Landmark for AC Immune Alzheimer and Down Syndrome vaccines

The swiss clinical stage biopharmaceutical company has a broad pipeline focused on neurodegenerative diseases

AC Immune, a Switzerland-based, clinical-stage biopharmaceutical company has announced two clinical milestone events related to ACI-24, its anti-Abeta vaccine against Alzheimer's disease and Abeta-related cognitive decline in Down Syndrome.

Professor Andrea Pfeifer, CEO of AC Immune, said: "We are delighted with the progress of ACI-24, the anti-Abeta vaccine, derived from our proprietary SupraAntigen platform."

"In addition to the development in Alzheimer's Disease, it is currently the only clinical-stage vaccine targeting the associated Abeta-induced cognitive decline in people with Down Syndrome. Vaccines are potentially an important option for the treatment and prevention of neurodegenerative diseases and are a key asset in our pipeline."

AC Immune has started the Phase II study with ACI-24 in patients with mild Alzheimer's disease. The aim of this double-blind, randomised, placebo-controlled study with an adaptive design is to assess the safety, tolerability, immunogenicity, target engagement, biomarkers and clinical efficacy of ACI-24.

The trial will seek to confirm the positive trends on Abeta positron emission tomography imaging and clinical measurement (clinical dementia rating-sum of boxes) of the previous Phase I safety study. The Phase II trial will be conducted in several European countries and the first patients have been screened.

AC Immune has completed recruitment for the high-dose cohort of the ACI-24 Phase Ib study for the treatment of Alzheimer's disease-like characteristics in adults with Down Syndrome, a condition affecting approximately one in 700 newborns.

The first low-dose and the second high-dose cohorts have been fully recruited in August 2017 and in July 2018 respectively, and interim results of the low dose cohort are expected later in 2018. In addition to cognitive dysfunction beginning in childhood, individuals with Down Syndrome are genetically-predisposed to develop Abeta-related cognitive decline at a much younger age and with much greater probability than the general population.

Vaccines are potentially an important option for the treatment and prevention of neurodegenerative diseases with high market potential. AC Immune's promising pipeline of Abeta and Tau targeted therapies includes new diagnostic and treatment options, including various vaccines.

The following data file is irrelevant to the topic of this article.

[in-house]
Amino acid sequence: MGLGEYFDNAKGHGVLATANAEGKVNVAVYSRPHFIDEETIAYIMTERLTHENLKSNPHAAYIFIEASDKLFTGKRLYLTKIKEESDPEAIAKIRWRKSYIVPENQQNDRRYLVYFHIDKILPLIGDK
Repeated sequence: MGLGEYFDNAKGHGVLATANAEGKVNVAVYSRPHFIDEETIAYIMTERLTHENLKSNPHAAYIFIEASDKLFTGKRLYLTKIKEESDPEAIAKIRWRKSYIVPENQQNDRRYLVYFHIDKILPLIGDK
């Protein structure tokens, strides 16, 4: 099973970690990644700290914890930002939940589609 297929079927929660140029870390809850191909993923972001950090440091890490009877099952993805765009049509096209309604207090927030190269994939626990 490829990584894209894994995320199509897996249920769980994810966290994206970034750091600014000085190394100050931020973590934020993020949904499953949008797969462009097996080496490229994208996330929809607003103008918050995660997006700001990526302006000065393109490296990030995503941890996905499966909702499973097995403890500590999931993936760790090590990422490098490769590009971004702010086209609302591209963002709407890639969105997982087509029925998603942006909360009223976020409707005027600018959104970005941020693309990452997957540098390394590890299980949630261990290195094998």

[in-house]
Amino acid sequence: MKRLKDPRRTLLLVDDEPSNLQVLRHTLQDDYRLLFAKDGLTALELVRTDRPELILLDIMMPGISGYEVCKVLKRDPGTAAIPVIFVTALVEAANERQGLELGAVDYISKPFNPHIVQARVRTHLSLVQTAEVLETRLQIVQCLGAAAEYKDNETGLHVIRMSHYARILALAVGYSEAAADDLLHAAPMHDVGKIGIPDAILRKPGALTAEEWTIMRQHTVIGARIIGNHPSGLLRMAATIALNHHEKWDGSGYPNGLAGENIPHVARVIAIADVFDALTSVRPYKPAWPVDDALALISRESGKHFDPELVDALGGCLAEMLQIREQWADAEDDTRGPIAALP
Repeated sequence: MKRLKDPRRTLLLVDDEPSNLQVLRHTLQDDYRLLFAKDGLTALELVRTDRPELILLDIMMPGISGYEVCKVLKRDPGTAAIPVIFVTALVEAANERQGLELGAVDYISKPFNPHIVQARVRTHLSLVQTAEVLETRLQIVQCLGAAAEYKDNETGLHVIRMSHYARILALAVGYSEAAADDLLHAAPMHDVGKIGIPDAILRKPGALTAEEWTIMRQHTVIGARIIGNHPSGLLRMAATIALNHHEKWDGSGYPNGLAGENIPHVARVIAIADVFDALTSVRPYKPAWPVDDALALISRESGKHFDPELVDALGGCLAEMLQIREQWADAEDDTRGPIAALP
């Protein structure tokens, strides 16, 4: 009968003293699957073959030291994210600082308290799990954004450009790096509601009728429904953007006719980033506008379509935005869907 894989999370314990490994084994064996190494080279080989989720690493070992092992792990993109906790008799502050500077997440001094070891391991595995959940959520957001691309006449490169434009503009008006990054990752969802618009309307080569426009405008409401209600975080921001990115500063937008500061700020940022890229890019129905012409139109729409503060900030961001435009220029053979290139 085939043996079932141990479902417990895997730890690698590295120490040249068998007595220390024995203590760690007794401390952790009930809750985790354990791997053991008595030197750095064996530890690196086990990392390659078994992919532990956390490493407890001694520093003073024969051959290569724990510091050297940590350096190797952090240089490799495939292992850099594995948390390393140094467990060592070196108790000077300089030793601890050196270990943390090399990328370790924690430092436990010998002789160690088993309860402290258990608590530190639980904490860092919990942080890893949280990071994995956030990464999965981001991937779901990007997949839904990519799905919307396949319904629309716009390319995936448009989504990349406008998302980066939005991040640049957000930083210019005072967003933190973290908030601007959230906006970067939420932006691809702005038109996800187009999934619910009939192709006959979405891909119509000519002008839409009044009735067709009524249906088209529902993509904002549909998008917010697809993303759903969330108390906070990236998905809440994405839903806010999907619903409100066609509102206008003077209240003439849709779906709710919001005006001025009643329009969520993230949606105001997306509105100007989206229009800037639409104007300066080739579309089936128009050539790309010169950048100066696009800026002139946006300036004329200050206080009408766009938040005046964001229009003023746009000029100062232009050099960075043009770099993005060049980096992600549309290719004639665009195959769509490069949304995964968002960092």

ACI-24 is the company's first vaccine entering in Phase II development. It enhances AC Immune's late stage clinical pipeline, containing one Phase III and multiple Phase II product candidates. AC Immune believe the pipeline is therefore well positioned to target both Abeta and Tau in a combined approach for a disease-modifying Alzheimer's disease treatment.

ACI-24 is a liposomal therapeutic anti-Abeta vaccine candidate, which generates antibodies specific to disease-causing conformations. The vaccine is designed to stimulate a patient's immune system to produce antibodies that specifically target the oligomeric and fibrillary Abeta proteins to prevent plaque accumulation and to enhance plaque clearance.

Preclinical data demonstrated a significant activity in plaque reduction and memory restoration as well as a favorable safety profile characterised by a lack of local inflammation and a mode of action independent of T-cells.

The vaccine is being studied in a Phase II clinical trial in patients with mild to moderate Alzheimer's Disease and in a Phase Ib study in young adult Down Syndrome subjects, and has been proven to be safe with preliminary trends of efficacy.

References

  1. World Health Organization (WHO); Alzheimer's Disease International (ADI)
  2. Head E, Powell D, Gold BT, Schmitt FA. Alzheimer's Disease in Down Syndrome. European journal of neurodegenerative disease. 1(3):353-364. 2012
  3. Castro P, Zaman S, Holland A. Alzheimer's disease in people with Down's syndrome: the prospects for and the challenges of developing preventative treatments. Journal of Neurology. 264(4):804-813. 2017.
  4. Presson AP, Partyka G, Jensen KM, Devine OJ, Rasmussen SA, McCabe LL, McCabe ER.Parker. Current estimate of Down Syndrome population prevalence in the United States. The Journal of Pediatrics. 163(4):1163-8. 2013.

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